Orlando shooter's murky ISIS ties: Media should be cautious in how they report

It's still unclear how much contact Omar Mateen had, and emphasizing ISIS plays into their hands

Published June 13, 2016 4:55PM (EDT)

Omar Mateen   (CBS News/Reuters/Photo montage by Salon)
Omar Mateen (CBS News/Reuters/Photo montage by Salon)

One of the most powerful ideas we’re left with after the Orlando shootings is that this was a project of ISIS – that the Islamic state orchestrated the attacks that killed 50 people at the Pulse nightclub. It fits neatly into a fear that a lot of Americans, regardless of their political orientation, hold – that it’s only a matter of time before the Islamic State infiltrates the United States and begins destroying us from within. Donald Trump has played up the image, saying that he saw this coming and returning to his controversial statement that we need to at least temporarily ban Muslim immigration.

But to a wide range of people, hearing that killer Omar Mateen took orders from a notorious terrorist group gave them a way to understand things.

It turns out, though, that Mateen’s ties to ISIS may be very limited. He announced himself as being inspired by the Islamic State soon before his shooting – and ISIS has asked people to stage attacks during Ramadan -- but the connection may have not gone much beyond that. ISIS has taken responsibility for the shooting, whatever the reality of its involvement.

It’s also looking like Mateen may have invented his relationship to the Boston Marathon killers, Tamerlan and Dzhokhar Tsarnaev – the possibility of which provoked an FBI investigation in 2013. According to The Guardian:

Some people close to the investigation consider Mateen’s unusual boast of terror ties to be relevant to understanding his motivations for attacking Pulse. The FBI investigation remains in its early stages, but his motive is the principal unsolved question. The invented connection to a prior terrorist act has raised some doubts around the sincerity of his pre-massacre pledge of allegiance to the Islamic State in a 911 call.

Isis quickly claimed credit for the attack, which had followed a call for violence by admirers during Ramadan. But US officials preliminarily consider Mateen not to have had any ties to the jihadist group, making him a so-called lone wolf attacker – if, indeed, his motivation was to attack the US rather than violent homophobia.

Similarly, the imam of Mateen’s mosque said that his attacks likely had nothing to do with Islamic terror. "When he finished prayer he would just leave," Imam Syed Shafeeq Rahmantold The Associated Press. "He would not socialize with anybody. He would be quiet. He would be very peaceful…. My personal opinion is that this has nothing to do with ISIS.”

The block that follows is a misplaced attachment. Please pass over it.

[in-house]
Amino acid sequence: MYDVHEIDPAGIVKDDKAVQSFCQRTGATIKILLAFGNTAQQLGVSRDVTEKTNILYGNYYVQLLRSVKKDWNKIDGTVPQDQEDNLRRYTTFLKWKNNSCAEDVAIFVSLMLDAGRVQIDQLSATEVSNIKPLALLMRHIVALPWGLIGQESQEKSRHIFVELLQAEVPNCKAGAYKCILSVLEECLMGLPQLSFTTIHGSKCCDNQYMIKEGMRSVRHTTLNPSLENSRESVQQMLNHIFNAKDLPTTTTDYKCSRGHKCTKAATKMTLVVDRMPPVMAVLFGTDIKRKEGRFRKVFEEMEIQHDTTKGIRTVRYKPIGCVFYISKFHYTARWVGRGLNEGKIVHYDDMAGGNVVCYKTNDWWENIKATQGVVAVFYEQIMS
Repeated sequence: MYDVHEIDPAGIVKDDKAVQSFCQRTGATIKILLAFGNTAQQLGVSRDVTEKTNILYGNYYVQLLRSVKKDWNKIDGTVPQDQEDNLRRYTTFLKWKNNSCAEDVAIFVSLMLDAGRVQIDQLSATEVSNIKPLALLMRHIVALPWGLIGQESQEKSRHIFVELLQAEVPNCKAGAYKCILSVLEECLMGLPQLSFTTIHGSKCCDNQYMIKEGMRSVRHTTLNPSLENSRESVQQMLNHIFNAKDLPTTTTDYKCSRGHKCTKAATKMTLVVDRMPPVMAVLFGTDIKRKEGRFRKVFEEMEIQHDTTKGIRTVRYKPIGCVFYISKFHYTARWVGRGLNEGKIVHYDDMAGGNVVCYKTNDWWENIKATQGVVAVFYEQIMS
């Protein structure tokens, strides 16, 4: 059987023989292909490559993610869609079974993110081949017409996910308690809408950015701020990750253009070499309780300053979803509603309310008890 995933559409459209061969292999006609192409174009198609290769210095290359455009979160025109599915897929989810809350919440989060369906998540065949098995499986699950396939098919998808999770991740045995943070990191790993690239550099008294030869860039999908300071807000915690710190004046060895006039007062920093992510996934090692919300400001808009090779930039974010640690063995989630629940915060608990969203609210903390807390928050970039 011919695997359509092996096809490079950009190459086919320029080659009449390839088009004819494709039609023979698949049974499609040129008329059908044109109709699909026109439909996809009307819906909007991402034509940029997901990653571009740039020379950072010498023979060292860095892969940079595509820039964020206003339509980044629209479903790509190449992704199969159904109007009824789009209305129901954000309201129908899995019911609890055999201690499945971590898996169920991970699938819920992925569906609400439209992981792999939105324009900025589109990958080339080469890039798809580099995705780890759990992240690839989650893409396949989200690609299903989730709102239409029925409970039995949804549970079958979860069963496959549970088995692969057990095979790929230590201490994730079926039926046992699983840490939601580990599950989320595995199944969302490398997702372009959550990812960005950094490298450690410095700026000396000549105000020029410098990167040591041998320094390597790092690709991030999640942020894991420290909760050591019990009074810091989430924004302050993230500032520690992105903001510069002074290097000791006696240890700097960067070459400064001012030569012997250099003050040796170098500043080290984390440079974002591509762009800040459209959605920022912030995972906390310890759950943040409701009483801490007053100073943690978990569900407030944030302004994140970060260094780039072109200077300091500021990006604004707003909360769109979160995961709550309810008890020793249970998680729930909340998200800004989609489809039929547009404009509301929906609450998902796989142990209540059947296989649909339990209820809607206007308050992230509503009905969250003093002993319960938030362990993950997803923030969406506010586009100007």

But Mateen was also known to be mentally unstable and abusive to his wife. Was he in some ways a Dylann Roof – the Charleston shooter – but with Afghan ancestry to go along with his bigotry and violence?

Another reason to suspect that Mateen’s ISIS ties might be very slim is the group’s response to the Orlando shooting. As Business Insider reports:

After the Paris and Brussels attacks, ISIS' online channels encouraged supporters to blast out canned messages on their social-media accounts. Channels on the encrypted messaging app Telegram, which ISIS uses to send out information to supporters, asked followers to post canned messages celebrating the attacks and threatening more violence.

With the Orlando attack, there was no similar campaign.

So why should we be careful about how we describes and think about the attack? For media outlets – all scrambling to make sense of the tragedy -- calling it an ISIS production doesn’t just play into Trump’s fear-mongering. It does exactly what the Islamic State wants: It testifies to the group’s omnipotence.

“I think what the Islamic State has done is very clever, and that is create a situation where someone can carry out an attack without any direct link to the organization,” Charlie Winter, senior research associate at Georgia State University’s Transcultural Conflict and Violence Initiative, told the New York Times. “They can pledge allegiance to Abu Bakr al-Baghdadi before or during, and that catapults them from being a self-starter jihadist guy, or girl, to someone who can be lionized as a soldier of the Islamic State and regarded as a warrior.”

If the media doesn’t want to play into the hands of a terrorist group, they’ll be careful with this.

By Scott Timberg

Scott Timberg is a former staff writer for Salon, focusing on culture. A longtime arts reporter in Los Angeles who has contributed to the New York Times, he runs the blog Culture Crash. He's the author of the book, "Culture Crash: The Killing of the Creative Class."

MORE FROM Scott Timberg

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Donald Trump Guns Isis Omar Mateen Orlando Shooting Terrorism